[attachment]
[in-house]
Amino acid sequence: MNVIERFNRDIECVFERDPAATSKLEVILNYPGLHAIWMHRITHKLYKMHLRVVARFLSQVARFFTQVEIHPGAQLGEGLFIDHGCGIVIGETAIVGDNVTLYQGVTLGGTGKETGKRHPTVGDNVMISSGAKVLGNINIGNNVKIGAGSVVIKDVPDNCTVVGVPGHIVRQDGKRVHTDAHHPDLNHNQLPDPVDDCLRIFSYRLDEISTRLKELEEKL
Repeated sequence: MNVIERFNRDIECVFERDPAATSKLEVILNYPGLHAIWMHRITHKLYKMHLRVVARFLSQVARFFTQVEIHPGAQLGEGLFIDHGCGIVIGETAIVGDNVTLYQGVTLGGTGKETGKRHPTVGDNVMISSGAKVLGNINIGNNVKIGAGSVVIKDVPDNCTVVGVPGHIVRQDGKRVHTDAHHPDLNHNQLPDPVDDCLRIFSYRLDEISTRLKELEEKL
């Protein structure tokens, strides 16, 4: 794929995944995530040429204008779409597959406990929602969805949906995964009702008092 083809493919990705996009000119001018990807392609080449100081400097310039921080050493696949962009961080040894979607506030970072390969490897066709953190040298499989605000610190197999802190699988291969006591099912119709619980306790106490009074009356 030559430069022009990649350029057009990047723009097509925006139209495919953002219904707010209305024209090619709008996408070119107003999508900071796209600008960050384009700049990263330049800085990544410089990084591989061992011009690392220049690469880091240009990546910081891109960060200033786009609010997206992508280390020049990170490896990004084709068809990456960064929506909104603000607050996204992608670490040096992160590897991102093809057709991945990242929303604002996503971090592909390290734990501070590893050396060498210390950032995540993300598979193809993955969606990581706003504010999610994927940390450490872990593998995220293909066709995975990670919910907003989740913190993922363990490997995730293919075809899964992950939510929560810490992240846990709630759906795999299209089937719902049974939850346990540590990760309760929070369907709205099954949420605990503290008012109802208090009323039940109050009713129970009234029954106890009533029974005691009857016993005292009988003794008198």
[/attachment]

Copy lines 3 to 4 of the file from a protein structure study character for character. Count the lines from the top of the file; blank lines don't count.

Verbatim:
Repeated sequence: MNVIERFNRDIECVFERDPAATSKLEVILNYPGLHAIWMHRITHKLYKMHLRVVARFLSQVARFFTQVEIHPGAQLGEGLFIDHGCGIVIGETAIVGDNVTLYQGVTLGGTGKETGKRHPTVGDNVMISSGAKVLGNINIGNNVKIGAGSVVIKDVPDNCTVVGVPGHIVRQDGKRVHTDAHHPDLNHNQLPDPVDDCLRIFSYRLDEISTRLKELEEKL
């Protein structure tokens, strides 16, 4: 794929995944995530040429204008779409597959406990929602969805949906995964009702008092 083809493919990705996009000119001018990807392609080449100081400097310039921080050493696949962009961080040894979607506030970072390969490897066709953190040298499989605000610190197999802190699988291969006591099912119709619980306790106490009074009356 030559430069022009990649350029057009990047723009097509925006139209495919953002219904707010209305024209090619709008996408070119107003999508900071796209600008960050384009700049990263330049800085990544410089990084591989061992011009690392220049690469880091240009990546910081891109960060200033786009609010997206992508280390020049990170490896990004084709068809990456960064929506909104603000607050996204992608670490040096992160590897991102093809057709991945990242929303604002996503971090592909390290734990501070590893050396060498210390950032995540993300598979193809993955969606990581706003504010999610994927940390450490872990593998995220293909066709995975990670919910907003989740913190993922363990490997995730293919075809899964992950939510929560810490992240846990709630759906795999299209089937719902049974939850346990540590990760309760929070369907709205099954949420605990503290008012109802208090009323039940109050009713129970009234029954106890009533029974005691009857016993005292009988003794008198």